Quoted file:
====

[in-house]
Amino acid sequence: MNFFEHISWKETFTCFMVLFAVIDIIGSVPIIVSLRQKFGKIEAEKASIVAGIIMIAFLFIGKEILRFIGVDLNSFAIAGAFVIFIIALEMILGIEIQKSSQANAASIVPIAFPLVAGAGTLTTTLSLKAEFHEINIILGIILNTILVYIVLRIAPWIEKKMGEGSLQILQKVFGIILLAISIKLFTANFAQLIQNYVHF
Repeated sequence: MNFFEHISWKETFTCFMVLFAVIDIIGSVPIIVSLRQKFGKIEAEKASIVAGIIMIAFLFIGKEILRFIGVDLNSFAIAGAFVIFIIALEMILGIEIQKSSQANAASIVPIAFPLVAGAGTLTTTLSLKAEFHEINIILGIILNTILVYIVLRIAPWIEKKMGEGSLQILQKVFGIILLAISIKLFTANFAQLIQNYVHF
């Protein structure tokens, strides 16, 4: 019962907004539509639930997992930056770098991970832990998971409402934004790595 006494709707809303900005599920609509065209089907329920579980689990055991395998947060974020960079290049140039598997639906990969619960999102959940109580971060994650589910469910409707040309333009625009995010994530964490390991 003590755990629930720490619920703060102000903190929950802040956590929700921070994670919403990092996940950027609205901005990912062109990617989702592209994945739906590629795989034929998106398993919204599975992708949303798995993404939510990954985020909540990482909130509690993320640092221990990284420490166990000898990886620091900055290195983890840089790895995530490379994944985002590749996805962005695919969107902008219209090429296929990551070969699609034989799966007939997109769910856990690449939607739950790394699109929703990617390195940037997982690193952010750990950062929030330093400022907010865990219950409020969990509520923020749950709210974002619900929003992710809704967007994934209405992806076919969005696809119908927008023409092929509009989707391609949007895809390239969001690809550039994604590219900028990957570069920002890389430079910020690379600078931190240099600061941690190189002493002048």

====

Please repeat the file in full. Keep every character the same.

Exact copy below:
[in-house]
Amino acid sequence: MNFFEHISWKETFTCFMVLFAVIDIIGSVPIIVSLRQKFGKIEAEKASIVAGIIMIAFLFIGKEILRFIGVDLNSFAIAGAFVIFIIALEMILGIEIQKSSQANAASIVPIAFPLVAGAGTLTTTLSLKAEFHEINIILGIILNTILVYIVLRIAPWIEKKMGEGSLQILQKVFGIILLAISIKLFTANFAQLIQNYVHF
Repeated sequence: MNFFEHISWKETFTCFMVLFAVIDIIGSVPIIVSLRQKFGKIEAEKASIVAGIIMIAFLFIGKEILRFIGVDLNSFAIAGAFVIFIIALEMILGIEIQKSSQANAASIVPIAFPLVAGAGTLTTTLSLKAEFHEINIILGIILNTILVYIVLRIAPWIEKKMGEGSLQILQKVFGIILLAISIKLFTANFAQLIQNYVHF
């Protein structure tokens, strides 16, 4: 019962907004539509639930997992930056770098991970832990998971409402934004790595 006494709707809303900005599920609509065209089907329920579980689990055991395998947060974020960079290049140039598997639906990969619960999102959940109580971060994650589910469910409707040309333009625009995010994530964490390991 003590755990629930720490619920703060102000903190929950802040956590929700921070994670919403990092996940950027609205901005990912062109990617989702592209994945739906590629795989034929998106398993919204599975992708949303798995993404939510990954985020909540990482909130509690993320640092221990990284420490166990000898990886620091900055290195983890840089790895995530490379994944985002590749996805962005695919969107902008219209090429296929990551070969699609034989799966007939997109769910856990690449939607739950790394699109929703990617390195940037997982690193952010750990950062929030330093400022907010865990219950409020969990509520923020749950709210974002619900929003992710809704967007994934209405992806076919969005696809119908927008023409092929509009989707391609949007895809390239969001690809550039994604590219900028990957570069920002890389430079910020690379600078931190240099600061941690190189002493002048």